Death Penalty: The Utilitarianism Ethical Theory

Implementation of the death penalty is an ethical issue charged with controversies due to conflicting ethical theories, with some supporting that it is effective in deterring crime while others perceive it to be inhumane. Many arguments against the death penalty pivot on lack of deterrent effect, humanity, and irreversibility, while proponents of the death penalty view it as a form of retribution, enhancing morality, and deterring crime for the benefit of society. I support death penalty for capital offenses since it is an effective way of retribution, deterrence, and preventing re-offending of crime, drawing from utilitarianism theory. The utilitarian ethical theory supports the death penalty since it eliminates crime for the more significant benefit of the majority in society. Utilitarianism theory of morality advocates for actions aimed at the betterment of society and objects to actions that inflict harm or unhappiness on society (Uduodom et al., 2019). Hard criminals are difficult to rehabilitate or commit a capital felony such as treason, murder, or espionage, posing a threat to the safety and welfare of society. The death penalty is, therefore, necessary to discontinue hard criminals for social interest. In some cases, such as murder, equal justice should be served for the offended; hence death penalty is the most authentic form of retribution. With respect to the offender’s autonomy, capital offenders should be sentenced to the death penalty because they deserve it since they choose how to act (Uduodom et al., 2019). Recidivism is also a significant issue alienating society and influencing the cost of rehabilitation that can be practically dealt with using the capital penalty. Utilitarianism gives moral justification for the death penalty as long as it promotes society’s total well-being, approval, and happiness. I support capital punishment as an avenue of justice for the benefit of the majority and retribution.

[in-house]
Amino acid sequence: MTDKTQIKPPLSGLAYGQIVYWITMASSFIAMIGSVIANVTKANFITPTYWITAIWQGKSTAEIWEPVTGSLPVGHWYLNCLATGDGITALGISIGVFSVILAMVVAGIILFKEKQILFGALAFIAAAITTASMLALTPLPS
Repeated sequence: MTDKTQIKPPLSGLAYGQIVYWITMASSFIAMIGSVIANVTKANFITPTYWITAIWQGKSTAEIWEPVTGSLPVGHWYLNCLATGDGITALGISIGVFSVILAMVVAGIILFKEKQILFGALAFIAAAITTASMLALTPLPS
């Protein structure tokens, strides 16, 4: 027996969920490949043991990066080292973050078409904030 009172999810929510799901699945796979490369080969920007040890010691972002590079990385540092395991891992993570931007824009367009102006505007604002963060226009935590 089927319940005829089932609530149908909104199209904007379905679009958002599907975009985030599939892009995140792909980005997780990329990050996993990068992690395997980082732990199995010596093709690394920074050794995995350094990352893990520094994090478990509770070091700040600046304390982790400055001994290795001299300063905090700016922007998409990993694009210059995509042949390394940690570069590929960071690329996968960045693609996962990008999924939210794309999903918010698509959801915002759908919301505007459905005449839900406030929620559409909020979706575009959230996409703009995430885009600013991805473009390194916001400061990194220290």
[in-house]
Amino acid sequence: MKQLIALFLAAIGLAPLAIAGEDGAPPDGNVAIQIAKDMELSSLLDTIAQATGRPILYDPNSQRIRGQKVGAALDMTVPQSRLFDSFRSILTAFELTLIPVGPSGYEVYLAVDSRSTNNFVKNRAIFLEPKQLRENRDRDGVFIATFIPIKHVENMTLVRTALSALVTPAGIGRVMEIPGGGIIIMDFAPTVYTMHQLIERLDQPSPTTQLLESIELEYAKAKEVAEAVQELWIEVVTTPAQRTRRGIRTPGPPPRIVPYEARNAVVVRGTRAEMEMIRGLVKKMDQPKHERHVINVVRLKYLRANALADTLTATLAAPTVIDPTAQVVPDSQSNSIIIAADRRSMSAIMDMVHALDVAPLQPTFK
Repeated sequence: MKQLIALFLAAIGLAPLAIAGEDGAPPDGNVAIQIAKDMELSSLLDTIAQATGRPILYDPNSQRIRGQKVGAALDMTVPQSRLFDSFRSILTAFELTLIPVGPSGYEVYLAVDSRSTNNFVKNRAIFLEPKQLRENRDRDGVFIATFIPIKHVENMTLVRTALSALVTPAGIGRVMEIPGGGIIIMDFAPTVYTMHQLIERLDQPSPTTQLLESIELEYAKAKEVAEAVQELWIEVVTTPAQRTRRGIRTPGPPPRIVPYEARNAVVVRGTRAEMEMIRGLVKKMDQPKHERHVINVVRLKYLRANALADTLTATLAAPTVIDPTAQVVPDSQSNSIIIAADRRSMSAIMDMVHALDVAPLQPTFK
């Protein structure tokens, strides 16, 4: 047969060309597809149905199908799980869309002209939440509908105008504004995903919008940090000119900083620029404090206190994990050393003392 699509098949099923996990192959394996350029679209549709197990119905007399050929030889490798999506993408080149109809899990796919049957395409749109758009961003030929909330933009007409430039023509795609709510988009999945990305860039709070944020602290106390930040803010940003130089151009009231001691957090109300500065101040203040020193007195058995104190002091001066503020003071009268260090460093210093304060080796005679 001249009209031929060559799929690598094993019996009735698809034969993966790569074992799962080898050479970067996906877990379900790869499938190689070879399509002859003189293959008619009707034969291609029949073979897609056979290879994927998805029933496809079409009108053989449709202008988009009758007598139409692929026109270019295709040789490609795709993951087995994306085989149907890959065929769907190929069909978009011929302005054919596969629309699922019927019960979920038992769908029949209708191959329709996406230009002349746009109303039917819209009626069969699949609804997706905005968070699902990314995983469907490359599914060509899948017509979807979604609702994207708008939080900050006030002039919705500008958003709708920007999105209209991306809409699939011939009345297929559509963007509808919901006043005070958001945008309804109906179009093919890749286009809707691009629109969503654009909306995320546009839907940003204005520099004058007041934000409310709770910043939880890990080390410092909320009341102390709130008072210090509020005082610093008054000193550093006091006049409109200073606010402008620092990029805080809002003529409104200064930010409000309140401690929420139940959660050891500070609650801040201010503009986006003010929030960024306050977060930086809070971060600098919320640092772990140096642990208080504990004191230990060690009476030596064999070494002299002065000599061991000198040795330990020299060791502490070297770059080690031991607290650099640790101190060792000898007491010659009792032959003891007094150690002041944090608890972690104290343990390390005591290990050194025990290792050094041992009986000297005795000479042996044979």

Udoudom, M. D., Bassey, S. A., Okpe, T. A., & Adie, T. (2019). Kantian and utilitarian ethics on capital punishment. Budapest International Research and Critics Institute (BIRCI-Journal): Humanities and Social Sciences, 2(2), 28-35. Web.